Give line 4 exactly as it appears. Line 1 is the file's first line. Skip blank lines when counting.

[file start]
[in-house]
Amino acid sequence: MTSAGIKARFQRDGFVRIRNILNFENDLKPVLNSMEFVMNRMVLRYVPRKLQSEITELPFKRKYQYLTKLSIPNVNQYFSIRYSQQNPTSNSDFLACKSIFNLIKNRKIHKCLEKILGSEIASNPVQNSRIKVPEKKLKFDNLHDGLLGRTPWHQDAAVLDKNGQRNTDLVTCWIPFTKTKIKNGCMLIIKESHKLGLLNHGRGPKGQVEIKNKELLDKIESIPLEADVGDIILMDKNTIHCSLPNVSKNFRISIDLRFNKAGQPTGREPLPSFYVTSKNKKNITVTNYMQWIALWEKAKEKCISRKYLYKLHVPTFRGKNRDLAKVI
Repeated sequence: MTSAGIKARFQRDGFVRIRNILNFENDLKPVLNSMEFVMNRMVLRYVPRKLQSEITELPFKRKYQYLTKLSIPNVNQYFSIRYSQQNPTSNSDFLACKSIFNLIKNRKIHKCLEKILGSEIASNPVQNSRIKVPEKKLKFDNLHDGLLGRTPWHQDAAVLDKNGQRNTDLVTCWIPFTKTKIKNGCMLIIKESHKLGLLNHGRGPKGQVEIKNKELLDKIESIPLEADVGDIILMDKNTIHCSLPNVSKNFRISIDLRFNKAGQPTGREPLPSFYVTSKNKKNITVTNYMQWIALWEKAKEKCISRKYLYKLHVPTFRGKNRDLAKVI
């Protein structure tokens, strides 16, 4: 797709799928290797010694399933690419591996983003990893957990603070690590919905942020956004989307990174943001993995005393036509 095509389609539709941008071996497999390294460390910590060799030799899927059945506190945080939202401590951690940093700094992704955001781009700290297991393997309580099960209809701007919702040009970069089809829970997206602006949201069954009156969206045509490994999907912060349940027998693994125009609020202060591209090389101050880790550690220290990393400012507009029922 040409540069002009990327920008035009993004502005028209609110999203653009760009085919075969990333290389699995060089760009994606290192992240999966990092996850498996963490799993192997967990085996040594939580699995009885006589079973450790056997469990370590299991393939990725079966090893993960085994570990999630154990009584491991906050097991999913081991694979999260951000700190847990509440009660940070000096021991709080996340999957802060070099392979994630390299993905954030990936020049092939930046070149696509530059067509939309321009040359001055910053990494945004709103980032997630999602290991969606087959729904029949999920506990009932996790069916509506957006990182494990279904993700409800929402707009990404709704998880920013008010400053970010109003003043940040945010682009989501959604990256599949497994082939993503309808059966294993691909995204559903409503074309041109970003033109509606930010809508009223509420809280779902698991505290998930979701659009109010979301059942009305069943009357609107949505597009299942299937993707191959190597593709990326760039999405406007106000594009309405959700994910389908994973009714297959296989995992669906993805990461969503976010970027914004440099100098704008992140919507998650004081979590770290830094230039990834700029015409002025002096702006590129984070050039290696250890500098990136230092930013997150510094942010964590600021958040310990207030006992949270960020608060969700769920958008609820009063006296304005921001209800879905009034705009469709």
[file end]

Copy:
């Protein structure tokens, strides 16, 4: 797709799928290797010694399933690419591996983003990893957990603070690590919905942020956004989307990174943001993995005393036509 095509389609539709941008071996497999390294460390910590060799030799899927059945506190945080939202401590951690940093700094992704955001781009700290297991393997309580099960209809701007919702040009970069089809829970997206602006949201069954009156969206045509490994999907912060349940027998693994125009609020202060591209090389101050880790550690220290990393400012507009029922 040409540069002009990327920008035009993004502005028209609110999203653009760009085919075969990333290389699995060089760009994606290192992240999966990092996850498996963490799993192997967990085996040594939580699995009885006589079973450790056997469990370590299991393939990725079966090893993960085994570990999630154990009584491991906050097991999913081991694979999260951000700190847990509440009660940070000096021991709080996340999957802060070099392979994630390299993905954030990936020049092939930046070149696509530059067509939309321009040359001055910053990494945004709103980032997630999602290991969606087959729904029949999920506990009932996790069916509506957006990182494990279904993700409800929402707009990404709704998880920013008010400053970010109003003043940040945010682009989501959604990256599949497994082939993503309808059966294993691909995204559903409503074309041109970003033109509606930010809508009223509420809280779902698991505290998930979701659009109010979301059942009305069943009357609107949505597009299942299937993707191959190597593709990326760039999405406007106000594009309405959700994910389908994973009714297959296989995992669906993805990461969503976010970027914004440099100098704008992140919507998650004081979590770290830094230039990834700029015409002025002096702006590129984070050039290696250890500098990136230092930013997150510094942010964590600021958040310990207030006992949270960020608060969700769920958008609820009063006296304005921001209800879905009034705009469709």